Archive for April, 2008

Goodbye ROI, and Other Marketing Lessons

I took a rare day off from client work yesterday to attend Tech Target’s Annual Online ROI Summit for technology marketers. Overall the event was a great one, and I thought I’d share the “top lessons” I took away from the various panels and sessions.

  • Goodbye ROI. There is a move away from thinking about marketing as it relates to return on investment. Instead, marketing efforts should be measured based on ROMO, or return on marketing objectives. This may mean did the campaign meet lead goals, pipeline goals, conversions of leads to opportunities, etc.
  • The death of the marketing blitz. Gone are the days of big to-do’s around product launches and huge campaigns. Instead, marketers should think of – and measure – campaigns in terms of long-term, long tail approaches. Remember the 20/80 rule: 20% of your response will happen immediately, while the other 80% will happen over the long term.
  • Bloggers are the influencers. More and more, IT buyers are depending on blogs as resources instead of traditional media, and advertising on blogs is now out-performing traditional online advertising.
  • Key phrases, not words. Increasingly, IT buyers are using long phrases in order to narrow down search results and get more specific, relevant results. Effective search strategies will now focus on 3+ word phrases and negatives, instead of key words. Think “server consolation in an all-Linux environment and not Windows” instead of just “server consolidation.” Also, companies should think of paid search as a way to fill in the gap and complement their organic search efforts.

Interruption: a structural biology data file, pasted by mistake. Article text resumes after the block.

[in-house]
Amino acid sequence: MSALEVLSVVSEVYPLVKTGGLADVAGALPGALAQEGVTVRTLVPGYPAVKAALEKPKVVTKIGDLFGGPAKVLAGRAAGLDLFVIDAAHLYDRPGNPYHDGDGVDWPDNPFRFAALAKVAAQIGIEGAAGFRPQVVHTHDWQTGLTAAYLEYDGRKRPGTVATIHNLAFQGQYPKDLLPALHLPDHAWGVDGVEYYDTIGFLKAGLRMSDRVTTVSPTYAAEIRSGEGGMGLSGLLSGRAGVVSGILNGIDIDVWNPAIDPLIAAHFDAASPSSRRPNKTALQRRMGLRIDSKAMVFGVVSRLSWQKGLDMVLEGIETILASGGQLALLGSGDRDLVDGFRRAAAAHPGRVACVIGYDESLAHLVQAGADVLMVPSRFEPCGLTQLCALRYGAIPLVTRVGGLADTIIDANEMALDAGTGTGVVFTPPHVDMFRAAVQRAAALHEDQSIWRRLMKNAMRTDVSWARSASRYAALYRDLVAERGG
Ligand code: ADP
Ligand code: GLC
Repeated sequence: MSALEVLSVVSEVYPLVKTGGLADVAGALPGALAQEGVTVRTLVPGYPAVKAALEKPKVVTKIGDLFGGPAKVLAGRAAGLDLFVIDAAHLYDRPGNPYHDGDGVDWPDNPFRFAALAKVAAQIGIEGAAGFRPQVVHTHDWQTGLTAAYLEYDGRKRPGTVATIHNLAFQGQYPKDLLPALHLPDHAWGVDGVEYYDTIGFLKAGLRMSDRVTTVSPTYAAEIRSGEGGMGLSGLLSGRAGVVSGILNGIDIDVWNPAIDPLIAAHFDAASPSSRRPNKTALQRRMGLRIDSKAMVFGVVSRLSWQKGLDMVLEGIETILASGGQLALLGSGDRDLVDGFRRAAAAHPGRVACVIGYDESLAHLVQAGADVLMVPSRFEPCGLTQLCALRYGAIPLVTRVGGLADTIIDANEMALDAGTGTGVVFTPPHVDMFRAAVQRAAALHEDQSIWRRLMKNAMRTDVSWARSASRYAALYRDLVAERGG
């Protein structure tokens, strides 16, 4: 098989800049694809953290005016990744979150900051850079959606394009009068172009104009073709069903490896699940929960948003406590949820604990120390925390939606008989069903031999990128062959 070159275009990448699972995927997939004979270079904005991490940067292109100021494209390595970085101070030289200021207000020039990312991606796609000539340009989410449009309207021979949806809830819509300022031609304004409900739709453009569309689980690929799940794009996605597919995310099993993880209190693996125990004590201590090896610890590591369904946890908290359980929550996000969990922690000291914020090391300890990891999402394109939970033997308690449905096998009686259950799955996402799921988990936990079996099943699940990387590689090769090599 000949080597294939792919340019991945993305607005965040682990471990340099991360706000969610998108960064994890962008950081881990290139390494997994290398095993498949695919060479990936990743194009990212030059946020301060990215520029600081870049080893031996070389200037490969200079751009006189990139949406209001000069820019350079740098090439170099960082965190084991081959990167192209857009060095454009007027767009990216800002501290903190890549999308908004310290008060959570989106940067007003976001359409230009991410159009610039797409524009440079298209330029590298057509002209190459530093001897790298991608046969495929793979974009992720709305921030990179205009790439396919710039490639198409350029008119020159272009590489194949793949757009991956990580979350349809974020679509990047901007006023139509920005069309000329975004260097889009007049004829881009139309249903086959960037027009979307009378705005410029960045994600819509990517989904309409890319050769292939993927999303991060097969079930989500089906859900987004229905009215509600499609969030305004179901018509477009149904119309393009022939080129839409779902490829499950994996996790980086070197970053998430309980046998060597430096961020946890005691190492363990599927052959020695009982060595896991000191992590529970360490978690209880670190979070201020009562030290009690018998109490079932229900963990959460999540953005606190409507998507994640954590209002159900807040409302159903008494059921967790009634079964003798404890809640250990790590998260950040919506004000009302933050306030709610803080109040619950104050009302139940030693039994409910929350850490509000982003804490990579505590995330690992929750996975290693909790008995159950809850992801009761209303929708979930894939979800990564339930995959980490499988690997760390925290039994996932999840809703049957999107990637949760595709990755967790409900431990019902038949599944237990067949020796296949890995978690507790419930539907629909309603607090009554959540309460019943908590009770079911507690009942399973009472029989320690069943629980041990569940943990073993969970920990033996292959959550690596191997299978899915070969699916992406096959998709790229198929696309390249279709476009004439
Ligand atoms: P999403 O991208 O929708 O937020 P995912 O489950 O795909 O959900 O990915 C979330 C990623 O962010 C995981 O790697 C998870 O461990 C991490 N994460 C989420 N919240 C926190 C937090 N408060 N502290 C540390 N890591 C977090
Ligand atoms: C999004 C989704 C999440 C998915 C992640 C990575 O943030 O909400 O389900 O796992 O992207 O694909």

• Match the sales process. Think about lead generation in terms of different stages of the buying cycle. Your content type and topic should target the buyer at each stage. At the “awareness” stage, your best bet is a whitepaper that addresses a problem and provides an overview of the landscape. At the “interest” stage, editorial content pulls best (with a 2x higher CTR over vendor-produced content), so focus on editorial Webcasts or podcasts. The “decision” stage is the time to introduce trials, demos and specific solution assets. Another interesting tidbit: existing prospects are more likely to be pulled in by a vendor asset, while new leads are likely to be pulled in by editorial content.
  • CIOs are busy. OK, so that’s not a new concept, but what may be somewhat surprising is that they admittedly aren’t doing any of the research themselves when it comes to evaluating new technologies and vendors. They rely on their staff to do the research and present the relevant info and short-list of vendors to them, so make sure you’re marketing to the lower-level IT staff! And, when you are marketing to the CIO, make sure your content is short enough that they can read it or listen to it during their commute.
  • Don’t over market! Clean up your database frequently to remove inactive prospects and distinguish between folks that are further down the pipeline. Don’t be afraid of “do not market” lists and segment your lists so that you’re not over marketing!

I’ll end with my favorite quote of the day: “If you can’t measure it and you can’t repeat it, then it probably shouldn’t have been done in the first place!” My second favorite? “Sales is the consumer of marketing’s leads, so work closely with them!”

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